Illustration of U.S. Capitol building with line circling the building

The pandemic is pushing Congress toward remote hearings and votes, and is changing lobbying, fundraising and campaigning.

Why it matters: The coronavirus is forcing one of the most change-averse institutions in the U.S. to rethink how it's always done things.

  • This could change who influences the creation of the nation's laws.

The state of play: Many lawmakers are spending more time in their districts and home states — and less with donors and lobbyists.

  • Some lawmakers got sick themselves or lost loved ones to the virus. That's sensitized them to the fear, pain, stigma and uncertainty that constituents with less of a safety net are experiencing.

Flashback: The Senate returned in early May, while the House has continued to conduct most of its work remotely.

  • For the first time in more than two centuries, House members were allowed to vote remotely, by designating a proxy to cast their ballot for them.
  • House Majority Leader Steny Hoyer told Axios the House may extend that 45-day window, given the COVID-19 surge across the country.

What they're saying: Lawmakers tell Axios they expect the expansion of virtual interactions to last past the pandemic.

  • Sen. John Cornyn (R-Texas): More reliance on video conferencing “is going to mean we get access to more witnesses" who can't afford to travel to D.C.
  • Sen. Rand Paul (R-Ky.): "We discovered something we should have already known — that you could do these conference calls and get to a lot of people."
  • Sen. Tim Kaine (D-Va.): "Society has crammed 10 years of experience, in telework and telehealth and telecommuting and Zoom meetings, into three months."

The pandemic has also sparked a serious discussion about the effectiveness of remote voting.

  • Sen. Kevin Cramer (R-N.D.): "You might not want to make remote voting the norm, and I think that's the fear of some traditionalists. But certainly it ought to be available in situations like this. And I think of other situations that would be even more urgent, like if there was an attack on the country."
  • House GOP Leader Kevin McCarthy (R-Calif.), who led an effort to sue Speaker Pelosi and block voting by proxy: "This is not simply arcane parliamentary procedure. It is a brazen violation of the Constitution, a dereliction of our duty as elected officials."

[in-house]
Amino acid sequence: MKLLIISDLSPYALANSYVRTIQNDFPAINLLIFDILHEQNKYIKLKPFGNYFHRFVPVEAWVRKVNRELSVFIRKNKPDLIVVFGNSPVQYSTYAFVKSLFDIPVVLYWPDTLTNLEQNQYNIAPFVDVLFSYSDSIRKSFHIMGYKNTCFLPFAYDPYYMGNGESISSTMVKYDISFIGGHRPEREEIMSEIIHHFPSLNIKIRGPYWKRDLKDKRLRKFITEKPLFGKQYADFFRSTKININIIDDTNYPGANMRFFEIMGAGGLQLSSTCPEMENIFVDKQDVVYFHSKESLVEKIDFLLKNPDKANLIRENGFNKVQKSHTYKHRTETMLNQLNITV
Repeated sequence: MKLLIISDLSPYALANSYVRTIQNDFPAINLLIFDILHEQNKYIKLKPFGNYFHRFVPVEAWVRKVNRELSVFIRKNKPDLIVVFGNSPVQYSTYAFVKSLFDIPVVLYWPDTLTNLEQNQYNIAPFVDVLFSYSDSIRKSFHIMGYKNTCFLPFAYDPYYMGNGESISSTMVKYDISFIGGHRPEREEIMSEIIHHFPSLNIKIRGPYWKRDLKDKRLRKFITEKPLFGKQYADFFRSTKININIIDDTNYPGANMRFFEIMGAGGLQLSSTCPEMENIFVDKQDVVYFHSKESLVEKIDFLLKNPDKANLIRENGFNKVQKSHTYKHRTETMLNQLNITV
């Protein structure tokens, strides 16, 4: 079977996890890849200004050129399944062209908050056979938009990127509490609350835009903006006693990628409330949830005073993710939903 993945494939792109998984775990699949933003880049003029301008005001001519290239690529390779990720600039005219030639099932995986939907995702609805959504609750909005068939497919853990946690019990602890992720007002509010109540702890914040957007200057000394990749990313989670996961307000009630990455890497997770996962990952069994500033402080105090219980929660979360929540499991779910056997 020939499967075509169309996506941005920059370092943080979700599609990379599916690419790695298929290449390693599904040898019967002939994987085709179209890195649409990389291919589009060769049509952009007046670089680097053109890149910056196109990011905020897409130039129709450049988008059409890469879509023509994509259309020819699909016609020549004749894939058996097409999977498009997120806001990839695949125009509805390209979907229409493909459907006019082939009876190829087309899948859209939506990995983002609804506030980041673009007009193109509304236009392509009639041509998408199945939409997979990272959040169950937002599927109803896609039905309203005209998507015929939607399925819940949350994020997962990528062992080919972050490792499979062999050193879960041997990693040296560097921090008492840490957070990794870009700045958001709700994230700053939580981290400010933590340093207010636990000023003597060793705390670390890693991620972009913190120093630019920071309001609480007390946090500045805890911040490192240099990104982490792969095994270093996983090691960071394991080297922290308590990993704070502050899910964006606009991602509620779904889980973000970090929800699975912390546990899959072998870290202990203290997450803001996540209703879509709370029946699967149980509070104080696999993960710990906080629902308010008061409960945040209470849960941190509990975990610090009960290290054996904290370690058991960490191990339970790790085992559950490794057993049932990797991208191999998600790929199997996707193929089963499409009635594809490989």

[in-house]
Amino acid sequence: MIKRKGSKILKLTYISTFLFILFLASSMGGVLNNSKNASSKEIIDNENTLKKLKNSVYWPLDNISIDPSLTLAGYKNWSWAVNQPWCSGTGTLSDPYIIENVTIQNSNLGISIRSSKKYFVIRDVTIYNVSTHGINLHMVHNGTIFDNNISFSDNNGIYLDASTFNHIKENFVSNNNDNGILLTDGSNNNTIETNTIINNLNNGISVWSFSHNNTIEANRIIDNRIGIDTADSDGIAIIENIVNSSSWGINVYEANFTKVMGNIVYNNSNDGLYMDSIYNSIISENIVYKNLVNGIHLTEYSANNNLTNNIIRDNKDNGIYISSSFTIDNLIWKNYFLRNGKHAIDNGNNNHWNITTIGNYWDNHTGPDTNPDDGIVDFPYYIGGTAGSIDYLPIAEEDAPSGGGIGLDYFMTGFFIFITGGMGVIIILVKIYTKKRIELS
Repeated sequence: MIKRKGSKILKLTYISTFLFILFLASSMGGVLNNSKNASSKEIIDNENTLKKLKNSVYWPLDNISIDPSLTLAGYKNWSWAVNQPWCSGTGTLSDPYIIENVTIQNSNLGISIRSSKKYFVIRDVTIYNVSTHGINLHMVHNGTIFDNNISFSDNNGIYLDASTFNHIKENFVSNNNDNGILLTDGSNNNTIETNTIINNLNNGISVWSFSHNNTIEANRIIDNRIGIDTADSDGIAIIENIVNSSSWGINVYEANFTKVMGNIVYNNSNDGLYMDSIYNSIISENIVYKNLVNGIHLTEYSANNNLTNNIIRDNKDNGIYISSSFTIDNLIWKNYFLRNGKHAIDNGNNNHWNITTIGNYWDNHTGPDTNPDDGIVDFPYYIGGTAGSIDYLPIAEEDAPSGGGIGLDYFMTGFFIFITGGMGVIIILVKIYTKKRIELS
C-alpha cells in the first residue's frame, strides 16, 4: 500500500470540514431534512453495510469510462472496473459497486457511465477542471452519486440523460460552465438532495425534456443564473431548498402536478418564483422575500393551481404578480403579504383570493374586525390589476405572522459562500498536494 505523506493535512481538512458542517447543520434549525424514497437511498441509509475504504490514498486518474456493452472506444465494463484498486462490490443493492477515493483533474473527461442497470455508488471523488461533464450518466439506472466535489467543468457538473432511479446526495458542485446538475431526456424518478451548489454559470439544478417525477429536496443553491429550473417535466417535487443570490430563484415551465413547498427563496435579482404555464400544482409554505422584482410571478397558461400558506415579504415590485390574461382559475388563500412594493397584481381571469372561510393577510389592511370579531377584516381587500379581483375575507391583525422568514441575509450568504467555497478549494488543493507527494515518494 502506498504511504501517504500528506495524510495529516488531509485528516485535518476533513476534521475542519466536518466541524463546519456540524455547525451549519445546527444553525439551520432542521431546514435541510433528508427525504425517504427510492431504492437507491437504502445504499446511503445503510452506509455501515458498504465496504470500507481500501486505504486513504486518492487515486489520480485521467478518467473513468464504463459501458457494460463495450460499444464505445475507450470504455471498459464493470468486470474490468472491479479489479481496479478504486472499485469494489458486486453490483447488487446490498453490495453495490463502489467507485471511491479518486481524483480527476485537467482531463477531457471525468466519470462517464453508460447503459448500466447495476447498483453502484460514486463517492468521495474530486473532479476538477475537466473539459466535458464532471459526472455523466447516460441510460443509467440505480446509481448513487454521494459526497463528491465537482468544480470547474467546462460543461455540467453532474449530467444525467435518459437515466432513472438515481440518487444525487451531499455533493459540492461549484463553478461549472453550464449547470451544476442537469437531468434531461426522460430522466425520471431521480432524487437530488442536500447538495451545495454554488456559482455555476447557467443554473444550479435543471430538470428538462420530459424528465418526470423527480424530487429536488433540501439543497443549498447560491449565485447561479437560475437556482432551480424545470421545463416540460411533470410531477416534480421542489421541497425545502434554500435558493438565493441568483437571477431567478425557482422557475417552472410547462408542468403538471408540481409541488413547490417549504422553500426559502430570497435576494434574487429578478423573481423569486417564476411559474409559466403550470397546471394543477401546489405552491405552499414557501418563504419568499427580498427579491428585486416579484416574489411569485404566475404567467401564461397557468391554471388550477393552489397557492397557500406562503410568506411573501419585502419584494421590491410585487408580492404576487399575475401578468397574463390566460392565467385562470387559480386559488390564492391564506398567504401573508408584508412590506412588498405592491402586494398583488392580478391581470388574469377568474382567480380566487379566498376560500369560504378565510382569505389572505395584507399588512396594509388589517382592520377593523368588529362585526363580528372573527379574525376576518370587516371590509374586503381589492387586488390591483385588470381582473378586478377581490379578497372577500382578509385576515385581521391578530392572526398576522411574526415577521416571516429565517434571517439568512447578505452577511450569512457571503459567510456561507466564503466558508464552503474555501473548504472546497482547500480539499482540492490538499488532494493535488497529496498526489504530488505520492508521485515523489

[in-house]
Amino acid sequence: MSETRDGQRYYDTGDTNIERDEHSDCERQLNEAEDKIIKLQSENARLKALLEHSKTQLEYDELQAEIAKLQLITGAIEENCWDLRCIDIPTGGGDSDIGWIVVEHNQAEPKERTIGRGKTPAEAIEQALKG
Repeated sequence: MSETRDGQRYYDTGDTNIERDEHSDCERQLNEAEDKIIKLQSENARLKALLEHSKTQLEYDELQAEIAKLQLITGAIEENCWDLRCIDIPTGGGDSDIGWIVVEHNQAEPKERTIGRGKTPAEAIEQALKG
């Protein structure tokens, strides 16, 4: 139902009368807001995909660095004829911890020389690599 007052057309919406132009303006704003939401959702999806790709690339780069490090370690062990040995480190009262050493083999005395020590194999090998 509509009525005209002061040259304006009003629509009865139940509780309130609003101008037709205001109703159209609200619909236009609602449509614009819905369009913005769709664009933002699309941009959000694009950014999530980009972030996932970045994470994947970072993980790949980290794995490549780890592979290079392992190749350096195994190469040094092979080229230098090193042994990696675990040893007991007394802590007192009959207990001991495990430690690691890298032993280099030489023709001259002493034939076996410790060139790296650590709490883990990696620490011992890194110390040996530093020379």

Go deeper: First coronavirus cases in Congress spark push for remote voting

Go deeper

Updated 2 hours ago - Politics & Policy

Coronavirus dashboard

Illustration: Sarah Grillo/Axios

  1. Global: Total confirmed cases as of 7 p.m. ET: 32,949,407 — Total deaths: 995,658 — Total recoveries: 22,787,799Map.
  2. U.S.: Total confirmed cases as of 7 p.m. ET: 7,107,673 — Total deaths: 204,738 — Total recoveries: 2,750,459 — Total tests: 101,298,794Map.
  3. States: 3 states set single-day coronavirus case records last week — New York daily cases top 1,000 for first time since June.
  4. Health: The long-term pain of the mental health pandemicFewer than 10% of Americans have coronavirus antibodies.
  5. Business: Millions start new businesses in time of coronavirus.
  6. Education: Summer college enrollment offers a glimpse of COVID-19's effect.
Updated 1 hour ago - Health

World coronavirus updates

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Data: The Center for Systems Science and Engineering at Johns Hopkins; Map: Axios Visuals

The next G20 leaders summit that was planned for Riyadh, Saudi Arabia, will take place "virtually" on Nov. 21-22, per a statement posted to the Group of 20's website Sunday.

The big picture: The summit "will focus on protecting lives and restoring growth, by addressing vulnerabilities uncovered during the pandemic and by laying down the foundations for a better future," according to the statement.

New York daily coronavirus cases top 1,000 for first time since June

Photo: Chip Somodevilla/Getty Images

New York on Friday reported more than 1,000 new coronavirus cases for the first since June.

Why it matters: The New York City metropolitan area was seen as the epicenter of the COVID-19 pandemic throughout the spring. But strict social distancing and mask mandates helped quell the virus' spread, allowing the state to gradually reopen.